The long line of former lawyers and employees at large law firms implicated in various insider trading schemes continued this month, with a former staffer at Davies Ward Phillips & Vineberg accused of tipping off others about deals being handled by the leading Canadian firm.
The Ontario Securities Commission unveiled a 14-page civil complaint on Sept. 22 against Donna Hutchinson, accusing the one-time Davies Ward legal assistant with passing on “material, non-public information” that she learned about pending transactions during her time at the firm. The purloined insider information was given to Cameron Edward Cornish, a long-time friend and institutional trader, according to the OSC. Cornish then allegedly passed it on to two other friends, both of whom traded on the information.
Among the deals that Hutchinson is accused of leaking information on are Valeant Pharmaceuticals International Inc.’s $45 billion hostile bid for Allergan Inc. in 2014; Burger King Worldwide Inc.’s big $11.4 billion buy in 2014 of Canadian donut and coffee king Tim Hortons Inc.; and Canadian heavy oil producer Baytex Energy Corp.’s $2.6 billion acquisition that same year of Australia’s Aurora Oil & Gas Ltd.
Davies Ward advised William Ackman’s hedge fund Pershing Square Capital Management LP on its ultimately ill-fated partnership with Valeant to acquire Allergan, as well as Burger King and Baytex on their deals, the latter two of which were recognized by Canadian legal publication Lexpert as among the top 10 transactions up north in 2014.
In a statement from its leader, Davies Ward acknowledged that it had been informed of the allegations against Hutchinson and terminated her employment immediately upon becoming aware of the OSC’s charges. Managing partner D. Shawn McReynolds said his firm was fully cooperating with the Canadian regulator.
“We have reviewed the allegations and have concluded that they are isolated to actions allegedly taken some time ago by a legal assistant in flagrant breach of our policies on confidentiality,” McReynolds said. “[Davies Ward] demands and expects that its personnel will at all times adhere to the highest legal, professional and ethical standards. Our firm’s policies concerning our duty to keep client matters confidential are very clear, and are well understood by our people. We will tolerate no breach.”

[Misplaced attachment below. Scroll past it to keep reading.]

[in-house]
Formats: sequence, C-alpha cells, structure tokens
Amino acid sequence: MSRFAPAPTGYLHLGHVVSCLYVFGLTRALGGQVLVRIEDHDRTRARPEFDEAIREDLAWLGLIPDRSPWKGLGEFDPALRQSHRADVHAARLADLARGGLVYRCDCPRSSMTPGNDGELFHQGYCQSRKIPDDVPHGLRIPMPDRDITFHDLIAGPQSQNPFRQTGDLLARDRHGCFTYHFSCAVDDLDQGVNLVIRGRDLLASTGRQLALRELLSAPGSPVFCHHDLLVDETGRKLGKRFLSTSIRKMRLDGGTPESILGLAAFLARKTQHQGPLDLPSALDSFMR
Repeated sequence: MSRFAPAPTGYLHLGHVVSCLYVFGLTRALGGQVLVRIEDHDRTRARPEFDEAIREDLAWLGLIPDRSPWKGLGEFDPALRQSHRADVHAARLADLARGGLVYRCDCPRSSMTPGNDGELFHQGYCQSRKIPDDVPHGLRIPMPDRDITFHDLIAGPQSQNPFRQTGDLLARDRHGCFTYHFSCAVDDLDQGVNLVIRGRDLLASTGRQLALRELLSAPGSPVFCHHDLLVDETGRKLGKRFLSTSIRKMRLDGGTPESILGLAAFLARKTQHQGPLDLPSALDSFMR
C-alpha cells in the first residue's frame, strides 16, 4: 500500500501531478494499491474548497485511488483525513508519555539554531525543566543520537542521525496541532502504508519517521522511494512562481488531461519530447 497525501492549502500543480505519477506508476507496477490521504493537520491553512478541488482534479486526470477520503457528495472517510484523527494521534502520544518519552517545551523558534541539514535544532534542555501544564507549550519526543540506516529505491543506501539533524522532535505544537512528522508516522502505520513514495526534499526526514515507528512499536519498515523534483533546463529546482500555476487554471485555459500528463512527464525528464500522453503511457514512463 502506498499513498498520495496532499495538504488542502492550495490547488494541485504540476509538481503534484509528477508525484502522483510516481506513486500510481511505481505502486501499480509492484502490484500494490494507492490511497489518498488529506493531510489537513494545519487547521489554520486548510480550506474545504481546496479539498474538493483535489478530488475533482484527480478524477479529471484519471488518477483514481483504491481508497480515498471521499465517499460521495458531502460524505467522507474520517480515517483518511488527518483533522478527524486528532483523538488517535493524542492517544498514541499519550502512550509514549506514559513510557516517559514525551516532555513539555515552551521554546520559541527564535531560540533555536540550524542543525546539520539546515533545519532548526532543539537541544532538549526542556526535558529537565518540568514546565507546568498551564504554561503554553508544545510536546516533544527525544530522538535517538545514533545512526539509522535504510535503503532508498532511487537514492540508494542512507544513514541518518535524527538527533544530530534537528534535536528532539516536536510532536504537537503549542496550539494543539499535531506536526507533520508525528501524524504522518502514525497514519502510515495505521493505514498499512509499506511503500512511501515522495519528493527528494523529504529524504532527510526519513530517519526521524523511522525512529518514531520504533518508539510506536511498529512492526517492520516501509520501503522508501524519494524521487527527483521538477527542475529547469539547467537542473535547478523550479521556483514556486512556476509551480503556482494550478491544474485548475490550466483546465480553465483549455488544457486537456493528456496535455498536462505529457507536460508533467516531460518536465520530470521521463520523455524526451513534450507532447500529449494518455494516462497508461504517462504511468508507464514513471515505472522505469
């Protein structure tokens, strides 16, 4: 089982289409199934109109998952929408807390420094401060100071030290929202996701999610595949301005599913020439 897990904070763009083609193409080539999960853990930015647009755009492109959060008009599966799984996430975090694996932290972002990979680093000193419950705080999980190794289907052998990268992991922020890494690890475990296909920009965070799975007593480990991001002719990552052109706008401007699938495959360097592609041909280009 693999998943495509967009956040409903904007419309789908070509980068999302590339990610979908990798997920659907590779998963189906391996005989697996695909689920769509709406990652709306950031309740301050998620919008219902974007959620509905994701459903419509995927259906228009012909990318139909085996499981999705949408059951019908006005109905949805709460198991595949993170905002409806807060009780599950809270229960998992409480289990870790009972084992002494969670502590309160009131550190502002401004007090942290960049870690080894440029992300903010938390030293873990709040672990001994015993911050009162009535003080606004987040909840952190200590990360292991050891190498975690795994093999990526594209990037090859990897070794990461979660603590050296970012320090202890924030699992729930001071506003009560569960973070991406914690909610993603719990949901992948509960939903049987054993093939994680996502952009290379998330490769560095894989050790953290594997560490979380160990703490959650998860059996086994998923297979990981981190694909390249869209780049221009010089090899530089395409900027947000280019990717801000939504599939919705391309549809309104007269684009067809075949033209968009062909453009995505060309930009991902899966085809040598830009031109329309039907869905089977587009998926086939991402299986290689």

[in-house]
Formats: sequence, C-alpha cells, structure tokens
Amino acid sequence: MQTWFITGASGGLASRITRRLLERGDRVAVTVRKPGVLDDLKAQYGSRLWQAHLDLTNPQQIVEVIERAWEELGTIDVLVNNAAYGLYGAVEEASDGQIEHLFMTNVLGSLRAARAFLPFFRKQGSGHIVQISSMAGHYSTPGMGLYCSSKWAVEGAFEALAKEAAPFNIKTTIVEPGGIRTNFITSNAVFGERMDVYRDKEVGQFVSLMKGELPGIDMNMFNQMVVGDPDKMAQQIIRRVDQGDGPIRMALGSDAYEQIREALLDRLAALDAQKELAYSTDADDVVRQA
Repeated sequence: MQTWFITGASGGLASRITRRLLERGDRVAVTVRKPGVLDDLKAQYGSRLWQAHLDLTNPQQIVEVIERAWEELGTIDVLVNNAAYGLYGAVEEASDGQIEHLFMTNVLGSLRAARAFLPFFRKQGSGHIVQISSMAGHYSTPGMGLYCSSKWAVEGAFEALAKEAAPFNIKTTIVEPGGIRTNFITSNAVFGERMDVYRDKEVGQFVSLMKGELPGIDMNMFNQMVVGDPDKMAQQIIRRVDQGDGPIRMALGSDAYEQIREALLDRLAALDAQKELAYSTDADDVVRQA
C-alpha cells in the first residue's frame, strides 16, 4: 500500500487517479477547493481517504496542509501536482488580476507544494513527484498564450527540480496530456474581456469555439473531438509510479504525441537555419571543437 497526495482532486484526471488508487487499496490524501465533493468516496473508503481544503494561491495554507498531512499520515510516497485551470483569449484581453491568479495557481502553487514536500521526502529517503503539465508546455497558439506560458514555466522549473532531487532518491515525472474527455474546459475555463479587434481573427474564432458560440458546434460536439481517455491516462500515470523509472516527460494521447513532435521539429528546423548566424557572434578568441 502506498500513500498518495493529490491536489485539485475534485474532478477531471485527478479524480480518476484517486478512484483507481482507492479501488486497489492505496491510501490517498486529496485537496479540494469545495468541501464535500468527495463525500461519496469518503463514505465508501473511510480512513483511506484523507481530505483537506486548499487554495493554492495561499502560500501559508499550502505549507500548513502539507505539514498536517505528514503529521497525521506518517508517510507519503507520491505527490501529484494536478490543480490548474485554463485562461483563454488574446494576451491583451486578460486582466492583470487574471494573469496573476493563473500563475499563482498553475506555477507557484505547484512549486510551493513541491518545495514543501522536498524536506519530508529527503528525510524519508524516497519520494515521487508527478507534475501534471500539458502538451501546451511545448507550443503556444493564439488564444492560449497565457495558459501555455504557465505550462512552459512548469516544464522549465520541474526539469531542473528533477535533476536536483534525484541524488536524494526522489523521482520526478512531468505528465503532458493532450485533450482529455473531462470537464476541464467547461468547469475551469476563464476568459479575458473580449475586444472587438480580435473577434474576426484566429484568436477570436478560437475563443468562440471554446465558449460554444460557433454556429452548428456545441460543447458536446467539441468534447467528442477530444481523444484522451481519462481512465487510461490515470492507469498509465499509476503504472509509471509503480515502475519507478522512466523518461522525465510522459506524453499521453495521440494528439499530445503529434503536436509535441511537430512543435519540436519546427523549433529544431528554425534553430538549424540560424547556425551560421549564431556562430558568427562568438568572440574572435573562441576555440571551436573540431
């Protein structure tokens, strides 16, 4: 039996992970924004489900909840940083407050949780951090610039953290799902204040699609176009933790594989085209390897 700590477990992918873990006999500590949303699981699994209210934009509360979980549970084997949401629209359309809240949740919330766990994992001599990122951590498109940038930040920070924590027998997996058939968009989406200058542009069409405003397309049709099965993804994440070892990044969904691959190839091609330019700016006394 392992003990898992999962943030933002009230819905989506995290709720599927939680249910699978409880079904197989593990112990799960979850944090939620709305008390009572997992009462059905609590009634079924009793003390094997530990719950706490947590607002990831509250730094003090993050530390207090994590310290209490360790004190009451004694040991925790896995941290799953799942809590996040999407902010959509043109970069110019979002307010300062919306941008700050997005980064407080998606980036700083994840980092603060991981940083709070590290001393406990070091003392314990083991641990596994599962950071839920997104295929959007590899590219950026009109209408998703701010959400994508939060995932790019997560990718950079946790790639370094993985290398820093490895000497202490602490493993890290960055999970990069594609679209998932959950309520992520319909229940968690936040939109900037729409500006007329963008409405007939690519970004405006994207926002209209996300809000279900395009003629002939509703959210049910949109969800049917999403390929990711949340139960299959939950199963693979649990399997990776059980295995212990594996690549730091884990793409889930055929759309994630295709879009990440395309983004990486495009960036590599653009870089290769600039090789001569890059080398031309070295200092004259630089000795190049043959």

A spokesman for Davies Ward, which is not accused by the OSC of any wrongdoing, did not immediately respond to a request for comment as to whether the firm had retained outside counsel in the matter. But the OSC’s case against Hutchinson is not the first time that Davies Ward has been caught up in an insider trading affair.
In August 2015, an OSC panel slapped a roughly $338,000 fine against former Davies Ward partner Mitchell Finkelstein, who had been found liable for tipping off a former fraternity brother about upcoming deals involving clients of the firm.
A hearing in Hutchinson’s case, which is unrelated to the Finkelstein matter, has been scheduled for Oct. 24. The OSC claims that the scheme helped generate roughly $1.6 million in illicit profits.